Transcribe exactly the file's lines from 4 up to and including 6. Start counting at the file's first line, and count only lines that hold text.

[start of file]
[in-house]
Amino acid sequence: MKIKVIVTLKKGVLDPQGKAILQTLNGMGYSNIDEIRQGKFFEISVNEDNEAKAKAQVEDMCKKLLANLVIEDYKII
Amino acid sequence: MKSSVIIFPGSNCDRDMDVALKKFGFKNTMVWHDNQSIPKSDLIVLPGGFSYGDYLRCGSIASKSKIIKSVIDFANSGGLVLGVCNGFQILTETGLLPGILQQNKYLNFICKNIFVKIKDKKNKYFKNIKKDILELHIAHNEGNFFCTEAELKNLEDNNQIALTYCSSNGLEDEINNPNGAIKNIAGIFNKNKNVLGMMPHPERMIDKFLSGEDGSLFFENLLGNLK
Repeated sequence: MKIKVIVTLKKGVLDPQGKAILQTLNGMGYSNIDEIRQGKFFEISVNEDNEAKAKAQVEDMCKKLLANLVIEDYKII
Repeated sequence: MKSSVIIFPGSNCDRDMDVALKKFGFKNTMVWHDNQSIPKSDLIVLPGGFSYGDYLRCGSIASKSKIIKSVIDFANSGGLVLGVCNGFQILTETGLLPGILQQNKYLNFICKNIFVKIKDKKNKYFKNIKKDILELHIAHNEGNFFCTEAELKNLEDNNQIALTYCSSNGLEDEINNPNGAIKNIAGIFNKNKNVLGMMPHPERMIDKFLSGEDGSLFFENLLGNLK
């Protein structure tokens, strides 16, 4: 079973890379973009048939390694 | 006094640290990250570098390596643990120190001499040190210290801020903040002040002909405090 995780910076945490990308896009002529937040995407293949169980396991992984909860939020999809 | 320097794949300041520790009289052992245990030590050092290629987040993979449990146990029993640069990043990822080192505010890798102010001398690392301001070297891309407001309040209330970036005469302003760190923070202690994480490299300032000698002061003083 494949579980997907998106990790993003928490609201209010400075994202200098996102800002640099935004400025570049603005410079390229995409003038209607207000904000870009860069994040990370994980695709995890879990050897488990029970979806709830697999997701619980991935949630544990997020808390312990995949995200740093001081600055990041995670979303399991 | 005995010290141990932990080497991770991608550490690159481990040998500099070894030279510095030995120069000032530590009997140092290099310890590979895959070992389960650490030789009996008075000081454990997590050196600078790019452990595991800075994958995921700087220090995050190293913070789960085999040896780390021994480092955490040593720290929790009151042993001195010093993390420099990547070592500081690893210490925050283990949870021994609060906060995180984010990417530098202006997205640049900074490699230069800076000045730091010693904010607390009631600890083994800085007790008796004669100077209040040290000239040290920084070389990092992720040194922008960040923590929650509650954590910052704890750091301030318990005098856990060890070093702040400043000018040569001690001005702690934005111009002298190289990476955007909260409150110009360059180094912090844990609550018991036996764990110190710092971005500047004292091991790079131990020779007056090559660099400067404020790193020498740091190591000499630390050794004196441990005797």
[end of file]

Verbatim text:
Repeated sequence: MKIKVIVTLKKGVLDPQGKAILQTLNGMGYSNIDEIRQGKFFEISVNEDNEAKAKAQVEDMCKKLLANLVIEDYKII
Repeated sequence: MKSSVIIFPGSNCDRDMDVALKKFGFKNTMVWHDNQSIPKSDLIVLPGGFSYGDYLRCGSIASKSKIIKSVIDFANSGGLVLGVCNGFQILTETGLLPGILQQNKYLNFICKNIFVKIKDKKNKYFKNIKKDILELHIAHNEGNFFCTEAELKNLEDNNQIALTYCSSNGLEDEINNPNGAIKNIAGIFNKNKNVLGMMPHPERMIDKFLSGEDGSLFFENLLGNLK
């Protein structure tokens, strides 16, 4: 079973890379973009048939390694 | 006094640290990250570098390596643990120190001499040190210290801020903040002040002909405090 995780910076945490990308896009002529937040995407293949169980396991992984909860939020999809 | 320097794949300041520790009289052992245990030590050092290629987040993979449990146990029993640069990043990822080192505010890798102010001398690392301001070297891309407001309040209330970036005469302003760190923070202690994480490299300032000698002061003083 494949579980997907998106990790993003928490609201209010400075994202200098996102800002640099935004400025570049603005410079390229995409003038209607207000904000870009860069994040990370994980695709995890879990050897488990029970979806709830697999997701619980991935949630544990997020808390312990995949995200740093001081600055990041995670979303399991 | 005995010290141990932990080497991770991608550490690159481990040998500099070894030279510095030995120069000032530590009997140092290099310890590979895959070992389960650490030789009996008075000081454990997590050196600078790019452990595991800075994958995921700087220090995050190293913070789960085999040896780390021994480092955490040593720290929790009151042993001195010093993390420099990547070592500081690893210490925050283990949870021994609060906060995180984010990417530098202006997205640049900074490699230069800076000045730091010693904010607390009631600890083994800085007790008796004669100077209040040290000239040290920084070389990092992720040194922008960040923590929650509650954590910052704890750091301030318990005098856990060890070093702040400043000018040569001690001005702690934005111009002298190289990476955007909260409150110009360059180094912090844990609550018991036996764990110190710092971005500047004292091991790079131990020779007056090559660099400067404020790193020498740091190591000499630390050794004196441990005797």